Duke Energy customers in central and western North Carolina could see higher electric bills if a rate hike request is approved. The North Carolina Utilities Commission is holding public hearings on the issue and the next one is Wednesday in Alamance County. This comes as the company recently reached a compromise with the state regulators and environmental groups over coal ash cleanup at remaining sites. There's a lot happening in terms of coal ash, and WFDD's Keri Brown addresses some questions you might have.
Why is the company asking to raise electric bills?
Duke Energy says the rate hike is needed to help pay for coal ash cleanup, investments in new technology, and upgrades at plants. For example, improvements are underway at the Belews Creek plant in Stokes County. The plant will use both natural gas and coal, which will help reduce the amount of coal ash produced at the site. You've also seen the conversion to gas at other plants like Asheville.
Overall, the company estimates the price tag will be $8 billion to $9 billion to close its basins in the Carolinas and move most of the ash to lined landfills. Duke Energy says it has already spent around $2.4 billion.
What are environmentalists and residents near these sites saying about the proposed rate increase?
Consumer advocate groups say they're concerned because many customers are already saddled with rising power bills. If the full amount is approved, the average residential customer would pay around $97.00 more per year.
They say the company knew about leaking ash ponds for years and it should foot the bill.
Duke Energy says it's followed industry storage practices that state and federal regulators have known about and argues that the cost to flip the light switch is getting more expensive as demand for electricity grows and they move to other energy technologies.
When can we expect a decision on the rate request?
We should see a decision sometime this year. The state Utilities Commission will wrap up these public hearings and hold an evidentiary hearing in March. This is where they will collect more testimony and hear cross-examination of expert witnesses.
The commission approved two rate increases in 2018. Although, they weren't as large as the company had originally requested. We will see what happens because those decisions are being appealed to the state supreme court.
In the past, the commission has said if it's an upgrade in response to state or federal legislation, then yes, that makes sense as a customer cost. In this case, the basin closures were mandated.
Also, there are some new faces on the Utilities Commission, so that could have some impact there as well.
Recently, Duke Energy reached a compromise with the North Carolina Department of Environmental Quality and advocacy groups on remaining ash basins. How important is this to communities like Belews Creek?
This settlement is a very big deal. The state describes it as the largest coal ash cleanup in the nation's history.
The agreement says Duke Energy will dig up 80 million tons of coal ash at the remaining six sites. It will be moved to onsite, to double-lined landfills. This includes Belews Creek. The agreement also includes monitoring wells and other requirements to protect groundwater.
David Hairston lives in Walnut Cove, a community near the plant. He's concerned about the impact of toxic substances from coal ash – and is excited about the settlement.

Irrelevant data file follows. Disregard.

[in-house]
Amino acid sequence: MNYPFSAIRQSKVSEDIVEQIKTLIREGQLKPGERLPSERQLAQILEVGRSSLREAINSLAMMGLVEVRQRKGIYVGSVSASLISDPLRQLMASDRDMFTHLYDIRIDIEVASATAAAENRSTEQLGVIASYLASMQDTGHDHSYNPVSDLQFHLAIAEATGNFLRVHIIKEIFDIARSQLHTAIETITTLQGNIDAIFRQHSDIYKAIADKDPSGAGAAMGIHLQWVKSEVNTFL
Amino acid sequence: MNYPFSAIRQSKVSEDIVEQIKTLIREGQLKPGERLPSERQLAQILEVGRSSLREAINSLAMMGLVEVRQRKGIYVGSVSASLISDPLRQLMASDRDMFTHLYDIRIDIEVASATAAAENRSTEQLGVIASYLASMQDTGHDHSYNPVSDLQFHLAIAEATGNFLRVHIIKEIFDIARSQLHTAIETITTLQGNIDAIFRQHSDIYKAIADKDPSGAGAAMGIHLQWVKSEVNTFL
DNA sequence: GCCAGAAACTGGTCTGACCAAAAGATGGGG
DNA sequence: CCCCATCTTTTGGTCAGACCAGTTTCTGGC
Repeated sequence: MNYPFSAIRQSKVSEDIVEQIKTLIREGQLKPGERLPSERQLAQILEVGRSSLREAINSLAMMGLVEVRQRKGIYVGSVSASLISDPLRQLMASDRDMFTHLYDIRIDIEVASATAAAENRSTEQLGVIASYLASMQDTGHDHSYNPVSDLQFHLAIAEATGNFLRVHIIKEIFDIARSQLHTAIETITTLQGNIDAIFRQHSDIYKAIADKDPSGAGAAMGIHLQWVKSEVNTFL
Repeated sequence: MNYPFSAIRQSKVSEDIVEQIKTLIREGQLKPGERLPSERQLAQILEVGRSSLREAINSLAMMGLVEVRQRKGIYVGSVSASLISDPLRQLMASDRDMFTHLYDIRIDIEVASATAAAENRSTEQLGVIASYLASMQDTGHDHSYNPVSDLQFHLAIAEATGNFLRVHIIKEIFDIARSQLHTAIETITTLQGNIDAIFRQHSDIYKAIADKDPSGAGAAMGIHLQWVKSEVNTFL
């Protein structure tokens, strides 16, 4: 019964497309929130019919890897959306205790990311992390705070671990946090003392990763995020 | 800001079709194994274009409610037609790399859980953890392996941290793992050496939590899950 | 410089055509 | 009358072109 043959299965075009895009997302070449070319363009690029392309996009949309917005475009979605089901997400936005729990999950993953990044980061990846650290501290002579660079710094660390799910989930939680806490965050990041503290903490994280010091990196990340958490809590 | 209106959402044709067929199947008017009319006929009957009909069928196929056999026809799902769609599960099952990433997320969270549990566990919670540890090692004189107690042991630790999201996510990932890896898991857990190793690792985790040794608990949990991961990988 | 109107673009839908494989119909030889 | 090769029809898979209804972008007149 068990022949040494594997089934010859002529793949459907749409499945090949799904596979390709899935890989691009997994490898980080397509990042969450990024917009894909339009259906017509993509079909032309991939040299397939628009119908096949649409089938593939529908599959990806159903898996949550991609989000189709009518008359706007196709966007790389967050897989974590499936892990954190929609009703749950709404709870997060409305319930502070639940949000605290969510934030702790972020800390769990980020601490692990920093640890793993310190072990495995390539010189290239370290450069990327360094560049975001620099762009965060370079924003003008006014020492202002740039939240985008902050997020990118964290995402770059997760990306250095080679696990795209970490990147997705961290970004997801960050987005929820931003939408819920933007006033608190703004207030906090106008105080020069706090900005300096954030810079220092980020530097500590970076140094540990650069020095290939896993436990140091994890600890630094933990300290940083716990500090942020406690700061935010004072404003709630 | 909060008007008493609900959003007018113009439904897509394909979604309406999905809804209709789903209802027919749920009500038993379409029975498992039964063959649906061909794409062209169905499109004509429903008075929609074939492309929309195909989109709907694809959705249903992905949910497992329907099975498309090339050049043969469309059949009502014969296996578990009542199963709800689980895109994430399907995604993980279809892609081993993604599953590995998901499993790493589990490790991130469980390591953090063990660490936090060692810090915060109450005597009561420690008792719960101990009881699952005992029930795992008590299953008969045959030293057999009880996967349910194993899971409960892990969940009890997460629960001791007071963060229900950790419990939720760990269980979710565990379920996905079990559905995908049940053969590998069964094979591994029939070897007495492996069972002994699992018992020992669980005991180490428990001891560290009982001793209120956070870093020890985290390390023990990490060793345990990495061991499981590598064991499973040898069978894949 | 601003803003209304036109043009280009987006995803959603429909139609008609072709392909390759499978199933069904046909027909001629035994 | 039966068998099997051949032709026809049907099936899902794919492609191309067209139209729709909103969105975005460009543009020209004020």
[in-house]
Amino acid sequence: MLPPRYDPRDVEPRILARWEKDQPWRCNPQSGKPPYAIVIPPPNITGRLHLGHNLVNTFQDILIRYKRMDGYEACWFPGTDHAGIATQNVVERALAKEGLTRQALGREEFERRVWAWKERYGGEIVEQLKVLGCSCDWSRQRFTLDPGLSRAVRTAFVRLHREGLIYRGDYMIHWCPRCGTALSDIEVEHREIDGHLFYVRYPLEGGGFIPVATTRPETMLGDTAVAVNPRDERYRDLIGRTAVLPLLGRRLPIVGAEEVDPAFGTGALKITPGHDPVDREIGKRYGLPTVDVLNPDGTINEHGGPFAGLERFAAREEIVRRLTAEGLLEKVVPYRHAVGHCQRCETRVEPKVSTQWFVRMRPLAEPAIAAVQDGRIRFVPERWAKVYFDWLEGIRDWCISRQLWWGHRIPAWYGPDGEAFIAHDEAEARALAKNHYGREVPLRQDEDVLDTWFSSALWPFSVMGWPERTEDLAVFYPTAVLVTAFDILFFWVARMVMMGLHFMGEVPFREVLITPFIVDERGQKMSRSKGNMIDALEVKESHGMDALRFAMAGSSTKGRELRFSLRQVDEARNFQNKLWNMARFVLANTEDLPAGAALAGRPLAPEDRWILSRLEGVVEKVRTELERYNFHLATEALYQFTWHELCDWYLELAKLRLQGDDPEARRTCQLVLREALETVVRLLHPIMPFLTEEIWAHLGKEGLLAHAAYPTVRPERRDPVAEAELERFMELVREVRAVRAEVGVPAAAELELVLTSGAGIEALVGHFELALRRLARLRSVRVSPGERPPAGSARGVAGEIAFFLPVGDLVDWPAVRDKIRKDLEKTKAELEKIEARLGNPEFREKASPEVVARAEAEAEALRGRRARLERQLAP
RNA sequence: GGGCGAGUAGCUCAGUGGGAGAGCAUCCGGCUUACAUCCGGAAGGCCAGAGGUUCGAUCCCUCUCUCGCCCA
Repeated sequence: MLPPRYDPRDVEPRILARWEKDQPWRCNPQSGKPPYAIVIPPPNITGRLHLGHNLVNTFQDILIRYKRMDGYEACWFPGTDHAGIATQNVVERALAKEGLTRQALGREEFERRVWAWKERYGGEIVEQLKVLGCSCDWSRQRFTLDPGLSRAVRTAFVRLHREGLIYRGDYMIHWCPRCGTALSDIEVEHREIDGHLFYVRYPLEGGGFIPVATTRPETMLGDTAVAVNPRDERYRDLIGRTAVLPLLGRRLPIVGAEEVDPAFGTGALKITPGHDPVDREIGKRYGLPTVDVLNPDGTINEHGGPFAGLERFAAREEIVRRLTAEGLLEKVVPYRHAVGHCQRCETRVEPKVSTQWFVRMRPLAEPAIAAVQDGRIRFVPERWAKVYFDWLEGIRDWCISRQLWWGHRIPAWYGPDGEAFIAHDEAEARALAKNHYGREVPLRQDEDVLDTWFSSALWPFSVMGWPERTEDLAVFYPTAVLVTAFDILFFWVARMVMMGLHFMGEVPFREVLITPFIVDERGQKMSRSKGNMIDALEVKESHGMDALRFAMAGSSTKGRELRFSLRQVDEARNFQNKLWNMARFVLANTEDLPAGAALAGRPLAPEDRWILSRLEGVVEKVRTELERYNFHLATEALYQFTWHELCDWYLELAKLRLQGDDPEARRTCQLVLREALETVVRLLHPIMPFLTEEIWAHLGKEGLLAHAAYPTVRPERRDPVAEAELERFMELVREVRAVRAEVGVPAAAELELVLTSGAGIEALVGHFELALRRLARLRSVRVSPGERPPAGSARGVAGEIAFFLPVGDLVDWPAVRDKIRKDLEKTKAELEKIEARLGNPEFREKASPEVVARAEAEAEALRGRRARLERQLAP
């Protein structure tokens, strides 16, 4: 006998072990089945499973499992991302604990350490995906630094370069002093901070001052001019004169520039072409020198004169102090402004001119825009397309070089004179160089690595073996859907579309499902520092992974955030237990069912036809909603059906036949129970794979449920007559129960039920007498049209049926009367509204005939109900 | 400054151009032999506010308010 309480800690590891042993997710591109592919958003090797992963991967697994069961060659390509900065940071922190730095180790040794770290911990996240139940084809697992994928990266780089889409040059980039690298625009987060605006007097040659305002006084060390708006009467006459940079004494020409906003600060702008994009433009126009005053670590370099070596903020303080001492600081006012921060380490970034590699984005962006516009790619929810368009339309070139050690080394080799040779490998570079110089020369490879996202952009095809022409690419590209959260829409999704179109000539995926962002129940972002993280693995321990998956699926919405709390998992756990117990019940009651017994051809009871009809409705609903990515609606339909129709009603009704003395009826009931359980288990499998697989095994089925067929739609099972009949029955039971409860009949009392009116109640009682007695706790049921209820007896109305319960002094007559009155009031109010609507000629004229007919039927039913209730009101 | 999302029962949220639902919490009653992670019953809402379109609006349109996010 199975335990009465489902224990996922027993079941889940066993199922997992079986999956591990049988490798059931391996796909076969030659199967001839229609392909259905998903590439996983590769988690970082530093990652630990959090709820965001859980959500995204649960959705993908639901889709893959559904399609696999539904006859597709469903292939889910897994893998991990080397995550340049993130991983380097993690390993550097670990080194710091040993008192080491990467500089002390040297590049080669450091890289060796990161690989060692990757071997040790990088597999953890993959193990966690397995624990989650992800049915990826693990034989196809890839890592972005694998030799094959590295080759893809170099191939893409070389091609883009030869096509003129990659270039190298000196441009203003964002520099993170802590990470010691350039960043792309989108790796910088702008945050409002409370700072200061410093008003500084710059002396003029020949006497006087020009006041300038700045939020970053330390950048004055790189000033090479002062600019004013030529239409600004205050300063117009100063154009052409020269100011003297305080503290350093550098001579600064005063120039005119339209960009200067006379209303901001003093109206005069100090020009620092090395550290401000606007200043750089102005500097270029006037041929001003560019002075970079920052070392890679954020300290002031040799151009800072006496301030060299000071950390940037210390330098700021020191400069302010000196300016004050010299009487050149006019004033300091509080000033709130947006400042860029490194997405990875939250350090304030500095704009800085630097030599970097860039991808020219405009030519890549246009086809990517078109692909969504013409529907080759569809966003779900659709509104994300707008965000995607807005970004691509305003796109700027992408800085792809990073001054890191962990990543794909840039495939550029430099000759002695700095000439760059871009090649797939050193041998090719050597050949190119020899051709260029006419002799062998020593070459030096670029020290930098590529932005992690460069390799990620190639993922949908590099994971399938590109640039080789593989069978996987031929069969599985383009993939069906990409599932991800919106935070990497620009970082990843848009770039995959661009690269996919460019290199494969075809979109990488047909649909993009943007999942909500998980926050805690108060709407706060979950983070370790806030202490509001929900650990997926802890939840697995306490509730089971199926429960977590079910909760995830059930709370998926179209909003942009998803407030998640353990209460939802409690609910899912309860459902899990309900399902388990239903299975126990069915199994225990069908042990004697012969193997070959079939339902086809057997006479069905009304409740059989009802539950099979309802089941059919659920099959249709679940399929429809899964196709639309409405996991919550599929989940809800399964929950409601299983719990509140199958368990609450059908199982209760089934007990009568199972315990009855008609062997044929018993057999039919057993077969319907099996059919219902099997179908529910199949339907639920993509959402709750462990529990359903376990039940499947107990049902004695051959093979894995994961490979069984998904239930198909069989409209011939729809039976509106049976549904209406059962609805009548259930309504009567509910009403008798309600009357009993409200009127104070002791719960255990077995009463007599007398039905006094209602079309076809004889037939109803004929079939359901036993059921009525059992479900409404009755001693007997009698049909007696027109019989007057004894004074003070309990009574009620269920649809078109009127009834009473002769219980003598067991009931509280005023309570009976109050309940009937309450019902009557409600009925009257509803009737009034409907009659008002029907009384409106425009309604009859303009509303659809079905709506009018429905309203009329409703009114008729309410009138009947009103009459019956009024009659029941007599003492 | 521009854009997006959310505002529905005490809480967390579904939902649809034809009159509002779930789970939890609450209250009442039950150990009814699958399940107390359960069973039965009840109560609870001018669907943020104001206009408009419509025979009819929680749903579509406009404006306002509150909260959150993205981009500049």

“Overjoyed for the next generation that hopefully won't have to go through some things that I had to live through as a child and some of my other friends that are no longer with us. As soon as they get started and get it done, the community can start healing,” says Hairston.
How long will the excavation process take at Belews Creek?
To give this some perspective, the company says it can remove around a million tons of coal ash per year. So, it's estimated to take around eleven years at Belews Creek. Across the state, it will depend on each site.
The ash has to dry out, not to mention the prep work and landfill construction. It's a long process. It will move forward once the state approves the closure plans and landfill permits. The public can weigh in on Duke Energy's final closure plans. DEQ is holding public hearings for this in February.
The ash will move to onsite landfills on property the company owns, so Duke Energy says the excavation process will be easier for everyone.
So does this agreement put the coal ash debate to rest?
For the most part, yes. But we will have to see who is going to pay for most of the cleanup. Is it the company, shareholders, customers? DEQ has to approve the closure plans and landfill permits. It will take a long time to close and people want to make sure the removal process is done with oversight and carefully and these landfills are monitored for years to come.
Coal is still an important part of the energy grid and the waste ultimately has to go somewhere. There's also a lot of recycling of coal ash at Belews Creek and other Duke Energy plants. It's used in the construction industry to make concrete and other products.
Residents in communities near coal ash sites tell me that even though it will be stored with a safer method, they still have concerns. Residents like David Hairston say they will never fully trust the air quality or their drinking water, because of everything they've been through over the years. They would like to see some sort of medical study in their neighborhood.
It's not only going to take a long time to remove all of this ash, but it's also going to take a long time to build back trust in these communities. Overall, this settlement is a big win for all of the stakeholders involved here.
*Follow WFDD's Keri Brown on Twitter @kerib_news